In an age of speed… nothing could be more invigorating than going slowly.
In an age of distraction, nothing can feel more luxurious than paying attention.
And in an age of constant movement, nothing is more urgent than sitting still.
One of the joys of reading a well-written essay or book, or looking at a work of art or photography, is the glimpse it gives into a moment where the writer or artist really paid attention to life around them. It is the little details they notice – the expression on someone’s face, a brightly-coloured leaf in a grey gutter, sunlight filtering through leaves – which give that moment a little spark, a spark which is then transmitted to us through the power of words or art. When we rush through our days, anxiously driven by a long list of ‘(urgent!) things to do’, we tend not to notice much in our surroundings, let alone feel enlivened by quirky details, moments of presence, connection to each other and our surroundings. Of course, life is not just about going slowly – there’s also energy and exhilaration in speed and activity. It’s not so much about living fast or slow, but finding a balance between the two which works for us.
The practice of mindfulness is about being more attentive, to our own inner world as well as our surroundings. Sometimes we notice ourselves being mindless, running on automatic pilot, and we might admonish ourselves – I ‘should’ be more mindful. When we think of paying attention as a luxury, as Pico Iyer so beautifully describes it, instead of just ‘one more thing we should try and improve in our lives because we somehow know it’s good for us’, it opens up a whole new way of engaging with mindfulness.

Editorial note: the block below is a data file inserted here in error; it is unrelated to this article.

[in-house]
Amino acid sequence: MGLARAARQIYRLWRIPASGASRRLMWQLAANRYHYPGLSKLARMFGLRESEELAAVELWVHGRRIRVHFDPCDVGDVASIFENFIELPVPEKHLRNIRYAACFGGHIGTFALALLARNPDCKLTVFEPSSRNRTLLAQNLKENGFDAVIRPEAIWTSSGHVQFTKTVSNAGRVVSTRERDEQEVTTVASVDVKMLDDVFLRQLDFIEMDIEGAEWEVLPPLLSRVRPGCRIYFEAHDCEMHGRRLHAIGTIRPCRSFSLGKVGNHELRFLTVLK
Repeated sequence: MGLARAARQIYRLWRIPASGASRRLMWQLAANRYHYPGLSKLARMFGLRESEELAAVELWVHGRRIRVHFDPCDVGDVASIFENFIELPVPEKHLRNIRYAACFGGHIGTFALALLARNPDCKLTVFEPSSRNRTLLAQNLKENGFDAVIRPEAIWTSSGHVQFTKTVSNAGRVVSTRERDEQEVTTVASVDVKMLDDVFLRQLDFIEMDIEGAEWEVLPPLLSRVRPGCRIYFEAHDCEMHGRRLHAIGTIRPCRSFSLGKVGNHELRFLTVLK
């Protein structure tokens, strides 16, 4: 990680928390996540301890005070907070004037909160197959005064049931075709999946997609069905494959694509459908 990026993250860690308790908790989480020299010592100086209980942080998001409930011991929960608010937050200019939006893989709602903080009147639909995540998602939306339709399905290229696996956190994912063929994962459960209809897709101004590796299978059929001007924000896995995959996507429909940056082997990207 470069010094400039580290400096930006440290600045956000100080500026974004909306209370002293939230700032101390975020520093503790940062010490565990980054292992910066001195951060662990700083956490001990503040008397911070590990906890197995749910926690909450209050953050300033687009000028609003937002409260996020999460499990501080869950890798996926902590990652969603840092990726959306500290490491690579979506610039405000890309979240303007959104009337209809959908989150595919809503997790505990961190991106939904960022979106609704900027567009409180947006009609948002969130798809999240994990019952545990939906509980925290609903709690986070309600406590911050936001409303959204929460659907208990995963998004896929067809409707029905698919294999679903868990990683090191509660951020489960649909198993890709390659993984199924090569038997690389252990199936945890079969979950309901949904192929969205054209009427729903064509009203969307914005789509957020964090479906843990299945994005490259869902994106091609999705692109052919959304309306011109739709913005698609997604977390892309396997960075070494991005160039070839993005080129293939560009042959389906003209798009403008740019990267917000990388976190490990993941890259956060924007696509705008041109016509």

Yes, we have great research showing the benefits of living a more mindful life, and this can be helpful and motivating. What we can also have, if we allow ourselves to slow down and to sit still from time to time, is the invigorating luxury of little moments of presence, delight, and meaning.
Take ten minutes out with some paper and pencil and either describe, or draw, something you notice in your surroundings. How do you feel after doing this practice?